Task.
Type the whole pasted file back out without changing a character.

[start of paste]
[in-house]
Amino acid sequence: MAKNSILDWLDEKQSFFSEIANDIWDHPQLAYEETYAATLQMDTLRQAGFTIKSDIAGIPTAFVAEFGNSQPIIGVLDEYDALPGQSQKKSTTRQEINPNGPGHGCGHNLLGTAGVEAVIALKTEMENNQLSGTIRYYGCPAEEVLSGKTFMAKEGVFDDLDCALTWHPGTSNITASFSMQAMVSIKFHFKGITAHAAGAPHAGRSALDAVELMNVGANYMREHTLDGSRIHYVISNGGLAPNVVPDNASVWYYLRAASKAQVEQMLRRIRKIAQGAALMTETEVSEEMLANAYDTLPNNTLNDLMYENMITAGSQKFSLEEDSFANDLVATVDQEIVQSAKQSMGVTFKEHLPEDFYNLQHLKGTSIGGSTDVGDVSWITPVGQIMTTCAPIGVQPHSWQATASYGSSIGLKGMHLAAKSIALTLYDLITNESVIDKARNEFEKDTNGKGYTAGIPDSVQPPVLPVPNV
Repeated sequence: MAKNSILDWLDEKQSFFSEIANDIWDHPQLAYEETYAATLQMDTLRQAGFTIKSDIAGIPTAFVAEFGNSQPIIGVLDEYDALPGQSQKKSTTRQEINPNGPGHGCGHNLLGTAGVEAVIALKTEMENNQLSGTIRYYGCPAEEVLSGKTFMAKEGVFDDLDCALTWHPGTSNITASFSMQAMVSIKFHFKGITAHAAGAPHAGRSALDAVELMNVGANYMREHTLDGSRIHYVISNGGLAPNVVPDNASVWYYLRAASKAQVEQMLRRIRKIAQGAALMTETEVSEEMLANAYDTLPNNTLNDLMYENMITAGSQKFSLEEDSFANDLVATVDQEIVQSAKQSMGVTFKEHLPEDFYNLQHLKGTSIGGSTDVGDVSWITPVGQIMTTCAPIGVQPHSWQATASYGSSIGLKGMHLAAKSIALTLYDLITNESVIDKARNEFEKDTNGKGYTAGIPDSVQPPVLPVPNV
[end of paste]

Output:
[in-house]
Amino acid sequence: MAKNSILDWLDEKQSFFSEIANDIWDHPQLAYEETYAATLQMDTLRQAGFTIKSDIAGIPTAFVAEFGNSQPIIGVLDEYDALPGQSQKKSTTRQEINPNGPGHGCGHNLLGTAGVEAVIALKTEMENNQLSGTIRYYGCPAEEVLSGKTFMAKEGVFDDLDCALTWHPGTSNITASFSMQAMVSIKFHFKGITAHAAGAPHAGRSALDAVELMNVGANYMREHTLDGSRIHYVISNGGLAPNVVPDNASVWYYLRAASKAQVEQMLRRIRKIAQGAALMTETEVSEEMLANAYDTLPNNTLNDLMYENMITAGSQKFSLEEDSFANDLVATVDQEIVQSAKQSMGVTFKEHLPEDFYNLQHLKGTSIGGSTDVGDVSWITPVGQIMTTCAPIGVQPHSWQATASYGSSIGLKGMHLAAKSIALTLYDLITNESVIDKARNEFEKDTNGKGYTAGIPDSVQPPVLPVPNV
Repeated sequence: MAKNSILDWLDEKQSFFSEIANDIWDHPQLAYEETYAATLQMDTLRQAGFTIKSDIAGIPTAFVAEFGNSQPIIGVLDEYDALPGQSQKKSTTRQEINPNGPGHGCGHNLLGTAGVEAVIALKTEMENNQLSGTIRYYGCPAEEVLSGKTFMAKEGVFDDLDCALTWHPGTSNITASFSMQAMVSIKFHFKGITAHAAGAPHAGRSALDAVELMNVGANYMREHTLDGSRIHYVISNGGLAPNVVPDNASVWYYLRAASKAQVEQMLRRIRKIAQGAALMTETEVSEEMLANAYDTLPNNTLNDLMYENMITAGSQKFSLEEDSFANDLVATVDQEIVQSAKQSMGVTFKEHLPEDFYNLQHLKGTSIGGSTDVGDVSWITPVGQIMTTCAPIGVQPHSWQATASYGSSIGLKGMHLAAKSIALTLYDLITNESVIDKARNEFEKDTNGKGYTAGIPDSVQPPVLPVPNV